What a jerkSo, here’s a fact: Lisbon is an extremely hilly city.  Here’s another fact: those hills are jerks.

At first it’s like, “wow cool, look at all of that interesting hilly architecture!  It really gives the city character! I wonder how they build everything on a slant like that!” Then you walk up your fifth or six ultra-steep incline of the day with the scorchingly hot Portuguese sun being as unforgiving as always and it’s more like “Hey hill? You’re a stupid jerk and you have a stupid jerk face and I hope you die.”

Check out some more stupid jerk hills after the jump.

A Sandwich Full of Sausage

I spoke the other day about the joys of random discovery; you can add this to the supporting documentation for that argument.

I was wandering around the other day and I saw an impressive-looking statue of a man on a horse (who turns out to be King John I, a Portuguese king from the 1300s).  I thought to myself, I should probably photograph that, because like all tourists I am drawn to elaborate statues like a moth to a flame.

Horse guy statue

It turned out there was some kind of makeshift market behind the statue called Mercado da Baixa, and it included this place:

Big old pile of sausages

I mean, look at that.  It’s a griddle full of grease and random sausages.  If you can say no to that, clearly you are a stronger man than I.  I took one look and knew instantly that I needed those sausages in my life.

Obviously I ordered a sandwich.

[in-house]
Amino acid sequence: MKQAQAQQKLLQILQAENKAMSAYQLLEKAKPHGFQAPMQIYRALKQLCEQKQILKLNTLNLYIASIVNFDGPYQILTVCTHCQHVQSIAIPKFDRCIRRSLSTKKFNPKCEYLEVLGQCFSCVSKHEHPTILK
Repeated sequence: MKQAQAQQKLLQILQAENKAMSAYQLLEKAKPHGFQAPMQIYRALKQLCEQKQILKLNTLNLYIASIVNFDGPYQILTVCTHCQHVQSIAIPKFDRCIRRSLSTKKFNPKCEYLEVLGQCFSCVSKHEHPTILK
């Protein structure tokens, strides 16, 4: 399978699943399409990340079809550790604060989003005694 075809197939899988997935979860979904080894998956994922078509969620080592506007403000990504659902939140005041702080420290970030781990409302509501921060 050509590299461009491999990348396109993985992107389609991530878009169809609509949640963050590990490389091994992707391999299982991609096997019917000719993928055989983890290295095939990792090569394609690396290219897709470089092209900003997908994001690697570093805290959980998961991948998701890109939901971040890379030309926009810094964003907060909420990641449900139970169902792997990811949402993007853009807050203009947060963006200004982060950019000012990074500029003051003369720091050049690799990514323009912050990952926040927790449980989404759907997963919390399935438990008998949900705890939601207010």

Sausage sandwich

The reason some of the sausages look so dark is that the last pieces she crammed into the sandwich were from a morcela sausage, which is a blood sausage.  Now, I know the knee-jerk reaction from many people who grew up in North America is that this is gross, but trust me, it is not gross.  It has an addictively intense flavour that doesn’t have any of the organ-like notes you might be afraid of, and the texture is almost creamy (again, this sounds weird for a sausage, but trust me: it’s so good).

It was actually the best sausage in the bunch, but the other ones (including chorizo) were quite good too.  The bread was a bit overwhelmingly crusty, but it was still a top-shelf sandwich.

Things You Learn about yourself when you Travel

It's so damn hot.I’m currently in Lisbon, and since I’m trying to be frugal and save money wherever I can, I’m staying in an Airbnb.  The place is actually really nice, especially for what it costs, but there’s no air conditioning and I straight-up cannot handle it.  For context, it’s generally in the high 20s or low 30s here, so it’s hot.

Now, I’m used to pretty aggressive air conditioning at home, which probably doesn’t help, but I figured, hey, how bad could it be?  I’ll get used to it.

I want to travel back in time and punch myself in the stomach.

I’m certainly willing to rough it — I have to for an extended trip like this to be financially feasible, but apparently there is a line and that’s where I draw it.  I need to fall into the sweet, sweet embrace of climate-controlled air, particularly when I’m trying to go to sleep.

Lesson learned.

On Randomness and Egg Tarts

With all of the information available on the internet, it’s very easy to just plan out everything in advance and leave nothing to chance. But sometimes there’s nothing more satisfying than just randomly wandering around and seeing what you find.

Case in point: this bakery that I stumbled across while walking around the city.

Bakery in Lisbon

It wound up having a pretty amazing egg tart that was probably one of the better versions of that dish that I’ve ever had.

Egg tart

The crust was perfectly flaky with just the right amount of crispiness, and the filling had a really satisfying custardy flavour.  With a light dusting of cinnamon on top, it was really something special.